This bit of typical curatorial boilerplate turns out to be more than relevant to the end of the museum’s branch programming, as the works in the show all suggest a certain kind of architectural wreckage and desolation, featuring materials like chain-link fencing and unfinished lumber, and images like cloudy mirrors and weeds growing from cracks in the floor. Such an inventory better describes a random parking lot than the contents of an art gallery (though these days everything passes as art, of course).
"Undone" sites one of its artists in the small, enclosed gallery space, puts two large sculptures among the chairs and benches in the lobby proper, and installs its fourth work almost unnoticeably in a large, high "window" that looks onto a corridor in front of a row of elevators on the building mezzanine level.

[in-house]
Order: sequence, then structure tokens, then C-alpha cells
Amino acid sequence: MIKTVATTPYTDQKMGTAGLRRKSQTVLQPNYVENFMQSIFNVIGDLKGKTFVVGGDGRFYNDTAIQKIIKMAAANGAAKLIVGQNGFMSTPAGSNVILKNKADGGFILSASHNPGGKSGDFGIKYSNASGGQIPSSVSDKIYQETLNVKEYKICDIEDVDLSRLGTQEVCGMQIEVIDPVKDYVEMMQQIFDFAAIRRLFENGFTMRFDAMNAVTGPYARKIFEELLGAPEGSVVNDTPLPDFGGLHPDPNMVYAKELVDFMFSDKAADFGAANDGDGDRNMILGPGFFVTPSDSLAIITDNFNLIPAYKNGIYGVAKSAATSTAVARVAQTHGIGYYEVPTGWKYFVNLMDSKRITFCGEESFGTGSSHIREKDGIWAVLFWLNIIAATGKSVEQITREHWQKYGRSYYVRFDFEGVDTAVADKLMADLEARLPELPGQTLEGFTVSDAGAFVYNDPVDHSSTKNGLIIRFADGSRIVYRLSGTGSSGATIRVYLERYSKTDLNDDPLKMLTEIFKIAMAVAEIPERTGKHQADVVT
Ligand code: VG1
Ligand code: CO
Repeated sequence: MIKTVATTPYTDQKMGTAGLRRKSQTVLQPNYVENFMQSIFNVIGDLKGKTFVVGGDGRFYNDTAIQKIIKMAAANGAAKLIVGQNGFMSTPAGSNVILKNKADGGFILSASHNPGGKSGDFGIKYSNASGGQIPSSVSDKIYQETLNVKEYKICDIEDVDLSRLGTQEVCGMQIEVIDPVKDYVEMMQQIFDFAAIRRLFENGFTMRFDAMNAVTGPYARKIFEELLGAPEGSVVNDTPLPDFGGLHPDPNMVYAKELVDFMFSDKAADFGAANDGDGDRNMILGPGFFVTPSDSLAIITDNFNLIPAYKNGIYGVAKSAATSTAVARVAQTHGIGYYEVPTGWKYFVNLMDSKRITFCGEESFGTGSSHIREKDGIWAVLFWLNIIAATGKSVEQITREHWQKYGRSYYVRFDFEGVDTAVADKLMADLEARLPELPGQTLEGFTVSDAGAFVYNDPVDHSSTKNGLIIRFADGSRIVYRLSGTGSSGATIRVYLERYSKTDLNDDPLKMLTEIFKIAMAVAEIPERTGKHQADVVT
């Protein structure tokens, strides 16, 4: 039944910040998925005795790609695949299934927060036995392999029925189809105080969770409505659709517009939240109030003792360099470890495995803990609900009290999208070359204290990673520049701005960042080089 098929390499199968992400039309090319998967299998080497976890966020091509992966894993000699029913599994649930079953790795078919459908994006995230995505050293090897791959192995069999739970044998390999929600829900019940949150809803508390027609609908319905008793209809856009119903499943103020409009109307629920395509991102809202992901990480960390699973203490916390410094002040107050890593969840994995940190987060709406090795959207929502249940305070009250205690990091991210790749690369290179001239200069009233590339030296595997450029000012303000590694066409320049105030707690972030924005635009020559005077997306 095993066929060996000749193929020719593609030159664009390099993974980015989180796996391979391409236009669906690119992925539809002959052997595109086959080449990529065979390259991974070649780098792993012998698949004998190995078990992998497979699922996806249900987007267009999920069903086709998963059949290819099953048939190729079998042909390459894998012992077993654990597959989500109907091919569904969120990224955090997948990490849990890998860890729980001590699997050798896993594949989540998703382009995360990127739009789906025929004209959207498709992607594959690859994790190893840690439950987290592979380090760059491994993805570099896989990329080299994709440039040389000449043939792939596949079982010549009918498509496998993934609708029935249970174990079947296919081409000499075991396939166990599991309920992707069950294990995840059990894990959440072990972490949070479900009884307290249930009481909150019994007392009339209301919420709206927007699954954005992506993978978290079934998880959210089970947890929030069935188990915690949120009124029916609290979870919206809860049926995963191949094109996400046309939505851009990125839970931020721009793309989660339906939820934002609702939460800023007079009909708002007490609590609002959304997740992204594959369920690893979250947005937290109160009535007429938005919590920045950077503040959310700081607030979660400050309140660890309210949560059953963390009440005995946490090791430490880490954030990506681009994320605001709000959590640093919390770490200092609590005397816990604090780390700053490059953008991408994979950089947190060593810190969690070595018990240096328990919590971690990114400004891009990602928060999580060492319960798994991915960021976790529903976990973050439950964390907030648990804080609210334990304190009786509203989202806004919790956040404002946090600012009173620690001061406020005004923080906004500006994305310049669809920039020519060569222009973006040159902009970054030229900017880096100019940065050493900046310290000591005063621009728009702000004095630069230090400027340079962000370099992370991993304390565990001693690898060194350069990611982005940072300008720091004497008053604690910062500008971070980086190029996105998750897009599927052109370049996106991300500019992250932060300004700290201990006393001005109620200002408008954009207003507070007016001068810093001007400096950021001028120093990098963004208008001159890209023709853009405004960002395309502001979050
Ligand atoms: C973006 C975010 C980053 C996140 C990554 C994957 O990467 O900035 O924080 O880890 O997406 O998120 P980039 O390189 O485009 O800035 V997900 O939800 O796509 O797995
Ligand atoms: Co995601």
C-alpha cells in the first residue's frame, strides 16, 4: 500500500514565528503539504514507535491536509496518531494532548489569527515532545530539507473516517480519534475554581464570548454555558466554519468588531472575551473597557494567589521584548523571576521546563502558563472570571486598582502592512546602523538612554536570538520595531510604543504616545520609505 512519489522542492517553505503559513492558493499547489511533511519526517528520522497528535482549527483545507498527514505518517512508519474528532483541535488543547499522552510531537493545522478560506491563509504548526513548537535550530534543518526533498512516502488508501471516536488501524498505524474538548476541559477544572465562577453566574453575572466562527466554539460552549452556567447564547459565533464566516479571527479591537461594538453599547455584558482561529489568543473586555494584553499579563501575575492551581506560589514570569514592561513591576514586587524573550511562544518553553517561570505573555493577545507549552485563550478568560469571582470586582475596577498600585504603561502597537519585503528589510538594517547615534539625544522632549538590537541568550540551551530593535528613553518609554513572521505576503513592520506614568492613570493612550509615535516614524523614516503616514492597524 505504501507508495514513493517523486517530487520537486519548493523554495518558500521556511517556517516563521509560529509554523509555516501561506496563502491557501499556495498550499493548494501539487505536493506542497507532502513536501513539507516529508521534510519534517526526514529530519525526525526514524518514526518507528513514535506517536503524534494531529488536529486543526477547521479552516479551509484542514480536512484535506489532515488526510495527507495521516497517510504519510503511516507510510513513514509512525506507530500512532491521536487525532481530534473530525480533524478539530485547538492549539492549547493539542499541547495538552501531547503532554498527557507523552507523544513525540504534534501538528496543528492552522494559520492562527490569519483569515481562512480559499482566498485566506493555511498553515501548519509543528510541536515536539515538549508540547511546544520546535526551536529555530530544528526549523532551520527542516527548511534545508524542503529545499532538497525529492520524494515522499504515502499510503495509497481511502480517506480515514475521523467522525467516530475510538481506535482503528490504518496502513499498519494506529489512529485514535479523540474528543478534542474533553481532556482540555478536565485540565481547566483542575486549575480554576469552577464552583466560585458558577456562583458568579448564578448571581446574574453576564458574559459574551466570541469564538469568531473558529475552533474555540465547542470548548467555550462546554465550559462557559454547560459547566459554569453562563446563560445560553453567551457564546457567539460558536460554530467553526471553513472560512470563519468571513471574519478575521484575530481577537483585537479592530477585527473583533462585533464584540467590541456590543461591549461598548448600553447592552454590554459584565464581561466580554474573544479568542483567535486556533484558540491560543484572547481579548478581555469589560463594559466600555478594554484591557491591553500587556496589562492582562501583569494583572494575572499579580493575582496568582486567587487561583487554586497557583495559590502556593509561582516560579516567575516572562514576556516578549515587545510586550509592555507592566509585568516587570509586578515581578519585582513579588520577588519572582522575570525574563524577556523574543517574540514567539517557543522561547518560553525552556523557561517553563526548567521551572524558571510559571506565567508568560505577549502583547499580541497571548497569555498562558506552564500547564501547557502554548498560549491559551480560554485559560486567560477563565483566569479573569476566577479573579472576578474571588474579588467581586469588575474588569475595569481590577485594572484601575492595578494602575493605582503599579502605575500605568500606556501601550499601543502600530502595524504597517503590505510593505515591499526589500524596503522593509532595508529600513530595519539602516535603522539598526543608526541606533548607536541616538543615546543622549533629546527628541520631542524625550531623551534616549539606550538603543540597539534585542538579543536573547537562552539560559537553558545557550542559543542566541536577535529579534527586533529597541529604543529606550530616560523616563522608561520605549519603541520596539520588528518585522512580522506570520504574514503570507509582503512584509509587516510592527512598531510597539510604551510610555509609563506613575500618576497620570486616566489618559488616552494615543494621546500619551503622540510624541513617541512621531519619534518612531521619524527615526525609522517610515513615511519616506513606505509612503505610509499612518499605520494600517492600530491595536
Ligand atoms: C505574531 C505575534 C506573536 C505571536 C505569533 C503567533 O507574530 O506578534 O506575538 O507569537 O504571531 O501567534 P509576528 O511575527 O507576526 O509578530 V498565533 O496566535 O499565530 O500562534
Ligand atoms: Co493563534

Appropriately, the gallery proper has the most pronounced air of abandonment, since it is emptied of any of its usual fixtures in favor of a selection of hyper-realist sculptures of weeds by Tony Matelli. Titled Abandon (2006-07), the plants -- what look like dandelion and Bermuda grass -- sprout from between floor tiles and from the base of the walls, just as they might on a slab of warehouse-district sidewalk. Impeccably crafted from bronze and painted with life-like accuracy (including bug holes and browning), the sculptures represent, in this context, the impotency of bohemian esthetics in the face of agribusiness.